State Bar of South Dakota

Ethics Opinion 91-14

June 10, 1991


You received a letter from seeking a working relationship in estate planning, estate tax minimization and probate avoidance work. The offer suggests by way of example but not by way of direct solicitation the payment of a “commission arising out of the relationship”. The solicitor (not in the sense of the English legal practice), has all of the contacts with the client. He completes a “personal and financial organizer for a living trust” which is then forwarded to the lawyer or law firm for the preparation of the documents. The solicitor makes the statement that the lawyer or law firm works for him and not the clients.

The offer is couched in the terms of looking for a lawyer to become involved in this relationship for twenty-five to one hundred or more “written living trusts”. 


Rule 5.4(a) provides: “A lawyer or law firm shall not share legal fees with a non-lawyer[.]” There are three exceptions to this Rule: For the payment of money to a deceased lawyer’s estate or heir; the fees earned by a deceased lawyer prior to his death may be paid to his estate for unfinished business; and the compensation or retirement plan may include non-lawyer employees even though the plan is based in whole or in part upon a profit sharing arrangement. 

Rule 5.4(b) provides: “A lawyer shall not form a partnership with a non-lawyer if any of the activities of the partnership consists of the practice of law.” 

Rule 5.4(c) provides: “A lawyer shall not permit a person who recommends, employees, or pays the lawyer to render legal services for another to direct or regulate the lawyer’s professional judgment in rendering such a legal services”. 

From these facts, it is the opinion of the Committee that the proffered “relationship” is a direct violation of Rule 5.4(a). It is further arguable that the proffered relationship constitutes the appearance of a partnership which is flatly prohibited by Rule 5.4(b). Finally, Rule 5.4(c) appears to be vulnerable if not violated by the suggested relationship in that the independence of the lawyer’s judgment is or appears to be subject to compromise.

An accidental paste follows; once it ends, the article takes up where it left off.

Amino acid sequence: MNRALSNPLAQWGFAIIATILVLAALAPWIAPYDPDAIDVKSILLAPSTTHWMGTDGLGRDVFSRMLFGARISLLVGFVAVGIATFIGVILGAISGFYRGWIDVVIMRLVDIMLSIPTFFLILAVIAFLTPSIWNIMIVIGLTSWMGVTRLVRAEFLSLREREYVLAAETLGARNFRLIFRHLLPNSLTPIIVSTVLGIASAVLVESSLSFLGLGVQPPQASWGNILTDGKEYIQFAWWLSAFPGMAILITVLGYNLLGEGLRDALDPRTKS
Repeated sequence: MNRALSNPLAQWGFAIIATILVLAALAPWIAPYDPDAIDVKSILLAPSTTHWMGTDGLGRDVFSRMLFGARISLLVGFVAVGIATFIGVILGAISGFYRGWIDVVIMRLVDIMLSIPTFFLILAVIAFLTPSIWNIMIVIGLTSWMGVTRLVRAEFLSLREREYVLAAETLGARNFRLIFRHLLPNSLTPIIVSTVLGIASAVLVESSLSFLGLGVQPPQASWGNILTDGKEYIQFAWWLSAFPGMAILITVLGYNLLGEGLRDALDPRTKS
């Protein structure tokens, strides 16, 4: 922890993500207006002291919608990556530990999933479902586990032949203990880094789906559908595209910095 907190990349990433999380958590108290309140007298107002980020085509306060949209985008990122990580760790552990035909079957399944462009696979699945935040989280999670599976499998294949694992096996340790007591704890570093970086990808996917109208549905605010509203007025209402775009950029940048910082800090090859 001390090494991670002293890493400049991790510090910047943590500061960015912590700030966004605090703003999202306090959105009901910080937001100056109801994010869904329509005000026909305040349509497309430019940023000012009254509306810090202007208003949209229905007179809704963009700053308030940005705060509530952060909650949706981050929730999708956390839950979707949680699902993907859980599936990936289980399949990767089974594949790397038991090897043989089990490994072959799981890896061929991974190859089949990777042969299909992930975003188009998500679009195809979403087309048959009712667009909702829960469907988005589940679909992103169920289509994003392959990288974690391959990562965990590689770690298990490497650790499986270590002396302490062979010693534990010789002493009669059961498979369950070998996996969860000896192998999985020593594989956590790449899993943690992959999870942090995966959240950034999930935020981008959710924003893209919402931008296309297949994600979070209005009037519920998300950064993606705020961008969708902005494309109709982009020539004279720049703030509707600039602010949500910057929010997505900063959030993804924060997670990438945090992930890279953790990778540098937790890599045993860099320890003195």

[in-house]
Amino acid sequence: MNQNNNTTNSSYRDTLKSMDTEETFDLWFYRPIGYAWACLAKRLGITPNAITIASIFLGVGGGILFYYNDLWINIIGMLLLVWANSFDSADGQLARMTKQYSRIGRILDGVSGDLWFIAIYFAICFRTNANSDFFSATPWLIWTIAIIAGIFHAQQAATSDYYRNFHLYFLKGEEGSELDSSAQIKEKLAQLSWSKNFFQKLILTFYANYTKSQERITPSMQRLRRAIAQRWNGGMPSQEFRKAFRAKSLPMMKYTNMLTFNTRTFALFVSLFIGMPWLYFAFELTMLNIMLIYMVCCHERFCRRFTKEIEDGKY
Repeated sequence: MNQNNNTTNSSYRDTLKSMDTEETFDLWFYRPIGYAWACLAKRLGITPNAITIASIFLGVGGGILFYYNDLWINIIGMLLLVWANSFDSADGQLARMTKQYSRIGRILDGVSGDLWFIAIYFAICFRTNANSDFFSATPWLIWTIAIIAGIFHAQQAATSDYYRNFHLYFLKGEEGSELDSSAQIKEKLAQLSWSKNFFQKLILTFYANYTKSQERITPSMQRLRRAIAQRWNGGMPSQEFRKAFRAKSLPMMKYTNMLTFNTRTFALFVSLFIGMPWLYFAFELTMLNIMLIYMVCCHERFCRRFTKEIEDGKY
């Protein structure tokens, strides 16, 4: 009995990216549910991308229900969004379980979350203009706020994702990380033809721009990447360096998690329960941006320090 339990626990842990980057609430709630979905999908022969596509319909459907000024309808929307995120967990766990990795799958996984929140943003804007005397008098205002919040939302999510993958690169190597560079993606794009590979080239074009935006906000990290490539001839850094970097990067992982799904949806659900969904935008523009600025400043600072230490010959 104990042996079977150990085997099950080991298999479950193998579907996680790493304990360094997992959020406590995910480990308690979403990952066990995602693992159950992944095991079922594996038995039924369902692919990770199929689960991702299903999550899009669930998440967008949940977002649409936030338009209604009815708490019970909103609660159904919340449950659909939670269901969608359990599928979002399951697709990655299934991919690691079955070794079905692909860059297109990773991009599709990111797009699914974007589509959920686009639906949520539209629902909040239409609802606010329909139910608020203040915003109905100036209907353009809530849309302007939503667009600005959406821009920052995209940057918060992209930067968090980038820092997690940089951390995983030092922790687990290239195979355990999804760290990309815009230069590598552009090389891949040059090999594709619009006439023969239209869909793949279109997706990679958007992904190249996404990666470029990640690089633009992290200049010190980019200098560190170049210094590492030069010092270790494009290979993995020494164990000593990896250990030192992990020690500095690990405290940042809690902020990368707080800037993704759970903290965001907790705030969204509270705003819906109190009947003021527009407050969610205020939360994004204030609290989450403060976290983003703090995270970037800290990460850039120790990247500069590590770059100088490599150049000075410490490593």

Further, Rule 1.7(b) prohibits the representation of a client if the lawyer’s responsibilities to another client or to a third person materially limits that representation or if the lawyer’s own interests interfere unless the lawyer has a reasonable basis for belief that the representation will not be adversely affected and the client consents after full and complete consultation which includes an explanation of advantages and risks. Again, it appears that this Rule cannot be served in the proffered relationship.

Finally, Rule 1.8(f) clearly prohibits a lawyer receiving compensation from a third party unless the client consents after consultation; there is no interference with the lawyer’s independent professional judgment or interference with the lawyer/client relationship; and, all information received by the lawyer relating to the representation of the client is governed by the confidentiality guarantees of Rule 1.6. In this instance, it does not appear that this Rule is satisfied either and therefore the proffered relationship is in further violation. 

Donald E. Covey
Chair, Ethics Committee

Editor’s Note: 

The investment firm whose agent’s proposal prompted the foregoing ethics opinion has apologized to the State Bar and the lawyers who received the solicitation and reprimanded the agent. In fairness to the investment firm, the agent acted unilaterally and in violation of firm policies. The firm was provided with a copy of this ethics opinion and is in total agreement with it.